Who’s Helping Fill Medical Supply Shortages during COVID-19?

As COVID-19 cases begin to flood hospitals, a severe shortage of personal protective equipment—including masks, gloves, and gowns—poses an enormous threat to the health of frontline health care workers and the patients they care for.

We have a shortage of personal protective equipment and other lifesaving gear because we weren’t prepared for this: In the past few years, funding to the Centers for Disease Control and Prevention and other public health agencies has been slashed. In 2018, the White House office dedicated to disease outbreaks, the Directorate for Global Health Security and Biodefense, was disbanded and never replaced. And when the pandemic became an imminent threat to the United States, those who could have made the biggest difference failed to act. Now the best we can do is try to make up for years of underpreparedness.

It’s true that the biggest moves have to be made at a policy level. But there are smaller contributions the rest of us can make: For most of us, the most effective way to help is to donate to nonprofits that are helping secure resources and allocate them where they’re most needed. To help provide personal protective equipment to those on the front lines, consider donating to the COVID-19 relief efforts headed by the United Nations Foundation, Doctors Without Borders, the International Medical Corps, Direct Relief, and the Charities Aid Foundation of America.

Companies and other, larger organizations can play a more direct role in supporting doctors, nurses, and other medical staff, whether that’s by adjusting their production lines to make protective masks or just by putting a hot cup of coffee in a nurse’s hands.

Mechanical companies making ventilators: Dyson, Tesla, General Motors, and Airbus, among other major mechanical hardware companies, are teaming up with medical equipment manufacturers to scale up production of ventilators, respirator masks, and other needed supplies.

Fashion companies manufacturing masks and gowns: Many designers, like Christian Siriano, Alice + Olivia, Prada, Reformation, and Eileen Fisher, are turning their attention to helping with the COVID-19 crisis however they can. And some small, independent studios, like that of Boston-based designer Erin Robertson, are amplifying their impact by teaching their audiences to make medical masks at home.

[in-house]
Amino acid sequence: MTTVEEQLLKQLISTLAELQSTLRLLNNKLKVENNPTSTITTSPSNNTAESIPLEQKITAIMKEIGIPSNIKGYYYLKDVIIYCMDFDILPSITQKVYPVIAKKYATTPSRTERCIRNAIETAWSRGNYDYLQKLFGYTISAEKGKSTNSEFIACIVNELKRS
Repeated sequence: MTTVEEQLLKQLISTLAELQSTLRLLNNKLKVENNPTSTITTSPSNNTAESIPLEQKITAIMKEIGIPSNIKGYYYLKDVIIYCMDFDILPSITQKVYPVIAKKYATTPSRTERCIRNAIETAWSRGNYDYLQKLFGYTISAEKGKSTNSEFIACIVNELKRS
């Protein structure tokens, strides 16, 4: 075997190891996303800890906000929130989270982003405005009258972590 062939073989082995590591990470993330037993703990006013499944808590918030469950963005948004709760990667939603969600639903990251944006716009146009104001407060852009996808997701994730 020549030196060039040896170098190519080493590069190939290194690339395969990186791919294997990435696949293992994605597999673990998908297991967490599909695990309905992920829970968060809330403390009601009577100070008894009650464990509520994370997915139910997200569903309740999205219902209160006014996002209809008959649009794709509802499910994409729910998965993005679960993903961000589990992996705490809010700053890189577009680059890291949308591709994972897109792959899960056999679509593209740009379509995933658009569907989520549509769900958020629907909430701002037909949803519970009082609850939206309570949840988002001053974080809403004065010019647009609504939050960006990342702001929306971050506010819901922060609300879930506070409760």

While homemade masks do not meet the standards for working with COVID-19 patients, they can be used in other parts of the hospital, like surgical wards, to free up CDC-compliant masks for coronavirus treatment. If you can sew, you can help. Visit We Need Masks and Mask Match for sewing guidelines and donation information. If you have other personal protective equipment, like N95 respirators, gloves, protective eyewear, or disinfectants, check out #GetUsPPE to find out where you can donate those items.

Direct support and comfort for frontline health care workers: Outside of producing protective gear, many brands are providing goods to hospitals and individual health care workers free of charge. FIGS is making personal protective equipment, sending care packages to medical professionals, and donating 30,000 pairs of scrubs over the next two months to hospitals that need them. Sweetgreen is providing nutritious meals to hospital workers free of charge. Dripkit has set up a portal to send pour-over coffee kits directly to nurses and doctors dealing with the COVID-19 pandemic. Allbirds has delivered half a million dollars’ worth of sneakers already, and it’s established a give-one-get-one (or, if you prefer, just give-one) campaign to supply even more shoes to health care workers.